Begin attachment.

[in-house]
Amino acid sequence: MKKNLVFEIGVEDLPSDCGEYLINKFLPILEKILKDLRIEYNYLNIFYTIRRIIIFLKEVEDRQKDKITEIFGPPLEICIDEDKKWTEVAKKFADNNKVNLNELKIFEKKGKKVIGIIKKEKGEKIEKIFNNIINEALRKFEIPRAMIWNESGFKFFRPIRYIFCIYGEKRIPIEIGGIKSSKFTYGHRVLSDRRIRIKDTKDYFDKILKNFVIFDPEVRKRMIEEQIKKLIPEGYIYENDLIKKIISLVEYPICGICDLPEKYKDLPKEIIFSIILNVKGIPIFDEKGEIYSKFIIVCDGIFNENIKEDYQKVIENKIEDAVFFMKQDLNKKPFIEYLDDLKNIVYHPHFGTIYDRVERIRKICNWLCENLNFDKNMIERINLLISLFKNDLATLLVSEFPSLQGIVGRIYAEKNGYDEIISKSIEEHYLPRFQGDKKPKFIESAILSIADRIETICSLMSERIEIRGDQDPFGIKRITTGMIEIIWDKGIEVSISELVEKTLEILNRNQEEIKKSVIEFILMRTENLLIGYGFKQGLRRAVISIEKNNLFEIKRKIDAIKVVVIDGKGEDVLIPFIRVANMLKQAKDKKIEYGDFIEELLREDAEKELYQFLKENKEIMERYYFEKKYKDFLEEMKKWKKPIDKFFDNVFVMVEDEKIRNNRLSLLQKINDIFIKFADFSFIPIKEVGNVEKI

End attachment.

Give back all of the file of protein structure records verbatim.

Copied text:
[in-house]
Amino acid sequence: MKKNLVFEIGVEDLPSDCGEYLINKFLPILEKILKDLRIEYNYLNIFYTIRRIIIFLKEVEDRQKDKITEIFGPPLEICIDEDKKWTEVAKKFADNNKVNLNELKIFEKKGKKVIGIIKKEKGEKIEKIFNNIINEALRKFEIPRAMIWNESGFKFFRPIRYIFCIYGEKRIPIEIGGIKSSKFTYGHRVLSDRRIRIKDTKDYFDKILKNFVIFDPEVRKRMIEEQIKKLIPEGYIYENDLIKKIISLVEYPICGICDLPEKYKDLPKEIIFSIILNVKGIPIFDEKGEIYSKFIIVCDGIFNENIKEDYQKVIENKIEDAVFFMKQDLNKKPFIEYLDDLKNIVYHPHFGTIYDRVERIRKICNWLCENLNFDKNMIERINLLISLFKNDLATLLVSEFPSLQGIVGRIYAEKNGYDEIISKSIEEHYLPRFQGDKKPKFIESAILSIADRIETICSLMSERIEIRGDQDPFGIKRITTGMIEIIWDKGIEVSISELVEKTLEILNRNQEEIKKSVIEFILMRTENLLIGYGFKQGLRRAVISIEKNNLFEIKRKIDAIKVVVIDGKGEDVLIPFIRVANMLKQAKDKKIEYGDFIEELLREDAEKELYQFLKENKEIMERYYFEKKYKDFLEEMKKWKKPIDKFFDNVFVMVEDEKIRNNRLSLLQKINDIFIKFADFSFIPIKEVGNVEKI